23 September 2016
The Life Sciences Multi-Tenant Building Project to Take Shape this Fall
PRESS RELEASE – Sherbrooke Innopole is pleased to announce that the multi-tenant building project for life sciences businesses, identified as infrastructure essential to meeting the needs of young entrepreneurs, will become a reality in the coming months.
The building, to be constructed in the Sherbrooke Science Park, will facilitate the retention of startups emerging from the University Pole, and, at the same time, enhance the sector’s vitality and its attractiveness to foreign companies. The project will entail $5.5M in investments, and its business plan forecasts the creation of 60 jobs within the next 5 years.
Yesterday, Sherbrooke Innopole obtained the approval of the Sherbrooke City Council to go forward with the final version of its project. “We explored a number of different business models, before proposing a viable project that not only respects the financial capacity of young companies but also limits the investment of public funds,” explained Josée Fortin, Director General of Sherbrooke Innopole. “To do so, we have involved several partners in the project to share expertise, as well as financial and human resources.”
The Comité de promotion industrielle de Brompton (CPIB – Brompton’s industrial promotion committee) will be the property’s owner and manager. “We have been supporting business development for 30 years, by making buildings and floor space available to companies at competitive prices,” pointed out Paul Proulx, CPIB Chairman. “We firmly believe that this project is vital to our economy, and our involvement perfectly aligns with our vocation and our expertise in real estate management.”
For its part, the Comité de promotion industrielle de Sherbrooke (CPIS – Sherbrooke’s industrial promotion committee) will be in charge of managing the building’s construction and will contribute to the down payment required to get the project up and running. “It is our mission to contribute to asset maintenance and the creation of industrial jobs in Sherbrooke,” noted Jean-Paul Longchamps, CPIS Chairman. “Given our vast experience in the construction of industrial buildings, we have offered not only to help establish the financing package but also to manage the construction project.”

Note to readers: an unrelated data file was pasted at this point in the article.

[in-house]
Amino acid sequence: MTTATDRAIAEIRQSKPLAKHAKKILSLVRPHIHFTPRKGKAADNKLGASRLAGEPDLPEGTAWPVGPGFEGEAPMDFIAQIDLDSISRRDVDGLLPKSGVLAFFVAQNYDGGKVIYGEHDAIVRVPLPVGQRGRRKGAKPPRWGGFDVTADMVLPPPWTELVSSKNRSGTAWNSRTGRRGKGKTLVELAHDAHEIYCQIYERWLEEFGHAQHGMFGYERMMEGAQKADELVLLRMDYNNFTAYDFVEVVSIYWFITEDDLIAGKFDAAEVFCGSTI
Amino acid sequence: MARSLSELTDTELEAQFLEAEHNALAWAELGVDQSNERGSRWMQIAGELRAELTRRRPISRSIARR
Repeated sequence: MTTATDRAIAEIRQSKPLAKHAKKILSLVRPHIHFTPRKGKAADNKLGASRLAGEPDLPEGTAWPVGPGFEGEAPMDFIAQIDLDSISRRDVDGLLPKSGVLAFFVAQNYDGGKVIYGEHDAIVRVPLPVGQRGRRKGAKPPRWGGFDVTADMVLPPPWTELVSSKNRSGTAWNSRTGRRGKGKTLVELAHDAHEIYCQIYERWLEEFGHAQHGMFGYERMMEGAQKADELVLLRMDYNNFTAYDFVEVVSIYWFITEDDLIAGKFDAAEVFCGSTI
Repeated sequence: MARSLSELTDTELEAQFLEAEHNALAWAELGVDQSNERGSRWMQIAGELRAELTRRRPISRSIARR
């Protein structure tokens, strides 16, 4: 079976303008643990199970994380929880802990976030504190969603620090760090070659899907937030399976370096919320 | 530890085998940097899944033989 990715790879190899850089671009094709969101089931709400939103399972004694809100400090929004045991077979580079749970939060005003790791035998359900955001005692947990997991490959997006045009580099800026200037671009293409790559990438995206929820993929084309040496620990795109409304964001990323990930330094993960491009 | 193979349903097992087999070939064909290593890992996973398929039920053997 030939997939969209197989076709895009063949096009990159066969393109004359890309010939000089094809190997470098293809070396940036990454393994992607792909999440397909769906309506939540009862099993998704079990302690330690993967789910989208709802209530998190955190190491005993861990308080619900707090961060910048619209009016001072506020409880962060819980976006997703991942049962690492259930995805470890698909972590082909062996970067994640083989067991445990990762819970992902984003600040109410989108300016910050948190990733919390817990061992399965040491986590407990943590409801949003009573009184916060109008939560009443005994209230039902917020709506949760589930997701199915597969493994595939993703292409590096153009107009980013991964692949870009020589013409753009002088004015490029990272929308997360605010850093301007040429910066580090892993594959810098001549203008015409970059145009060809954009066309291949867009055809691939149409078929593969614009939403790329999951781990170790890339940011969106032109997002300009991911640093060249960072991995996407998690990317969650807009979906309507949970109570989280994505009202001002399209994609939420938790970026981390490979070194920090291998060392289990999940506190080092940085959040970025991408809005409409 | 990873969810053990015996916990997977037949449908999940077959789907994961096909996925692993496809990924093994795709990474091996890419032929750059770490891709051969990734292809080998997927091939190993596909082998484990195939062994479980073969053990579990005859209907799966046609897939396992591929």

As the project’s initiator and coordinating manager, Sherbrooke Innopole will be responsible for coordinating all aspects of getting the project off the ground and will be in charge of recruiting, selecting, and aiding companies that will set up operations in the multi-tenant building. Sherbrooke Innopole will also contribute to the initial down payment for the construction of the building and to the acquisition of equipment.
To ensure the viability of the project, and the competitiveness of its rental offer vis-à-vis other regions, the City of Sherbrooke’s support was indispensable. This involved providing the loan guarantee, selling the land under favourable terms and conditions, and contributing funds for the project’s down payment and operating budget.
Sherbrooke Mayor Bernard Sévigny emphasized the fact that every year the Université de Sherbrooke produces a dozen business projects, many of them in the Life Sciences sector. “We have the good fortune of having a rich entrepreneurial ecosystem, with a major university pole, dynamic economic development organizations – including two business accelerators – and relationships with international partners,” he stated. “It was vital that Sherbrooke become equipped with the appropriate infrastructure to keep businesses here.”
A number of startups, temporarily located in the facilities of the Faculty of Medicine and Health Sciences at the Université de Sherbrooke, have formally indicated their intention to move in or demonstrated an interest in locating in the multi-tenant building. This building will provide them with shared, equipped premises at an affordable, pay-as-you-grow rate over five years. These companies will also have the opportunity to take advantage of the services offered by the Espace-inc. incubator based on the same eligibility criteria as businesses on Marquette Street.
“We conducted surveys and an extensive market study, which clearly showed the need,” noted Josée Fortin. “But given that public investment is required, we decided to be very conservative in our forecasts, and to propose a project in several phases. The list of companies and institutions interested in moving in over the short and medium term clearly shows that this economic development tool is essential to ensuring the growth of the Life Sciences sector.” She also stated that, in recent years, the absence of appropriate rental offers was responsible for the departure of two businesses and for the loss of four projects ready to get started.
The building, covering 20 000 sq. ft. over two floors, will contain offices of various dimensions, private laboratories and shared laboratories featuring a range of specialized equipment, as well as common areas like a conference room, lounge area, and loading dock.
With most of the formalities completed, the call-for-tenders process will be initiated as soon as the project has received all of the required approvals. The goal is to start construction as soon as possible, with a view to occupancy in spring 2017.
Sources: Sherbrooke Innopole and Ville de Sherbrooke
Back to the news